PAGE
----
Vitamin D Status Predicts Fractures

Pam Flores @phflores Health Guide
  •     In a recent study done at the International Osteoporosis Foundations 1st Regional Asian-Pacific meeting, low levels of vitamin D were a predictor of hip fractures.


    A study done in New Delhi concluded that of the 90 participants with a hip fracture, 76.7% were vitamin D deficient with blood levels less than or equal to 20 ng/mL.  This finding gives us all another reason to have our vitamin D status checked often, so we'll know if we are at greater risk of hip fracture.


    Circulating D is determined by testing a patient's level through a 25 (OH) D blood test.


    With the recent recommendations from the Institute of Medicine you might be thinking that you need to reduce your daily intake of D, but it's important to know what your circulating D score is and go from there on how much you need to get your score above the level of ≥ 30 mg/mL which some still consider very low.  You may also be on a therapeutic dose of 50,000 international units prescribed by your doctor as a result of a D deficient score.  Whether you're on a therapeutic dose or a dose to raise your score to an acceptable level, be sure to continue with that, and have your levels checked as often as your insurance allows.  If low levels of D are a good predictor of hip fracture you'll be doing yourself a great service to keep a close eye on this test.

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    Vitamin D is good for the prevention of many other health disorders, so it's not just your bones you're protecting by staying vigilant with this test and your daily intakes of D.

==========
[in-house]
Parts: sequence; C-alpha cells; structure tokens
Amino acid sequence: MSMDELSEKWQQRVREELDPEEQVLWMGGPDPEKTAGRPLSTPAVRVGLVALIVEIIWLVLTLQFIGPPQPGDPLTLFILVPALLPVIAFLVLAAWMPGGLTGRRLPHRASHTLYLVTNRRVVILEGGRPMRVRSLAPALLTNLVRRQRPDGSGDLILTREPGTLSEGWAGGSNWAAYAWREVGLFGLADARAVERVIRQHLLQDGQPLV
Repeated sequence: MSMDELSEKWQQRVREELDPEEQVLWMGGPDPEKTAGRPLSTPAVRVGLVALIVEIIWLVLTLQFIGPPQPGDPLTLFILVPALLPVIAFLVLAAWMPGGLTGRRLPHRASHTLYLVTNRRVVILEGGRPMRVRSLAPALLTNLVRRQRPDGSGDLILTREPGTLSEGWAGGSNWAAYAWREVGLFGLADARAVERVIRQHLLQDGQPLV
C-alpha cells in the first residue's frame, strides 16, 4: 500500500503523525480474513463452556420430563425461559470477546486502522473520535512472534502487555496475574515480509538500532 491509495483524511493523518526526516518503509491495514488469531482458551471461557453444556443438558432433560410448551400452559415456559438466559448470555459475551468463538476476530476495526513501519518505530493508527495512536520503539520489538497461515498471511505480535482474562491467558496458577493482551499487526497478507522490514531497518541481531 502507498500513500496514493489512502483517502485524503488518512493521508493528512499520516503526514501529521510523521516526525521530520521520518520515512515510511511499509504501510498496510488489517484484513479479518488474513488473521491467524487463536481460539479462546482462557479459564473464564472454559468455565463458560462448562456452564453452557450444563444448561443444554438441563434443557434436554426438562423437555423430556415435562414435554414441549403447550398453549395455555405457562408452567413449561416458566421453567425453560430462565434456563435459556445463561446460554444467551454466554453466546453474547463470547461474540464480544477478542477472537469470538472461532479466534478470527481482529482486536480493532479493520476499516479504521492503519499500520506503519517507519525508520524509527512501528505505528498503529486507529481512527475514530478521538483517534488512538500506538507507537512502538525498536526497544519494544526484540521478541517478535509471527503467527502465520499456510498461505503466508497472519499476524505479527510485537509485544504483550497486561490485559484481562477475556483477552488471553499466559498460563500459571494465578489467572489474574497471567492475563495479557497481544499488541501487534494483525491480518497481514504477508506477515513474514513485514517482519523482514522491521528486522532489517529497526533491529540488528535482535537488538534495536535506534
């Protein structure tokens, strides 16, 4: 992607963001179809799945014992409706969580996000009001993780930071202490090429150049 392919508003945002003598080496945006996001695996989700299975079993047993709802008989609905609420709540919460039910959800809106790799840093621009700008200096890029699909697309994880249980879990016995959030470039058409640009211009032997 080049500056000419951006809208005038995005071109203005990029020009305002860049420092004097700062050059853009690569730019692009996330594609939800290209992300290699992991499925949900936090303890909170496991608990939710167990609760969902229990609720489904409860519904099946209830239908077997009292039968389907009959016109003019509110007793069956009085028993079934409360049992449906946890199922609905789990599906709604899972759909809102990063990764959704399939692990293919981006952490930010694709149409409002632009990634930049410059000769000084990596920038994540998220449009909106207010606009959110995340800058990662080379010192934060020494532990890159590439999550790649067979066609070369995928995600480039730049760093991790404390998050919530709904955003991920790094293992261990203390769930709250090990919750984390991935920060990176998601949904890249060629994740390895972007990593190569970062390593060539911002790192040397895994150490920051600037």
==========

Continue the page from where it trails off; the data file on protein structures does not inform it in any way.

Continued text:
Since vitamin D is not contained in many foods, we need to get the majority of it from supplements.  Many tell us that we can get it from the sun, but if you live where there's little sun, supplements are your only source.


    Vitamin D comes in fortified foods and oily fish like: tuna, mackerel, salmon, sardines, cod liver oil and egg yolks and will provide a small amount of vitamin D, but not enough.


    Some of us try to get D from the sun, but as we age this can become more difficult for our bodies to convert D in our skin. 


    According to the authors of this study, "Vitamin D levels are very low in the Indian population in all age groups, and could be explained by skin pigmentation, traditional clothing and the avoidance of sunlight."   


    Find a brand and type of vitamin D you like so it will make it easier to take.  Many people like the liquid oil drops that are slightly flavored with lemon or lime that can be measured in 1,000 up to 5.000 IU's a day.  If you can't find this type of liquid D, gel caps with liquid inside is also another good choice. 


    Vitamin D is very inexpensive, so you should be able to find a very good price on all the varying doses available.





    International Osteoporosis Foundation (2010, December 13). Three-quarters of hip fracture patients are vitamin D deficient, Indian study reveals. ScienceDaily. Retrieved December 29, 2010, from­ /releases/2010/12/101213101810.htm  


Published On: December 30, 2010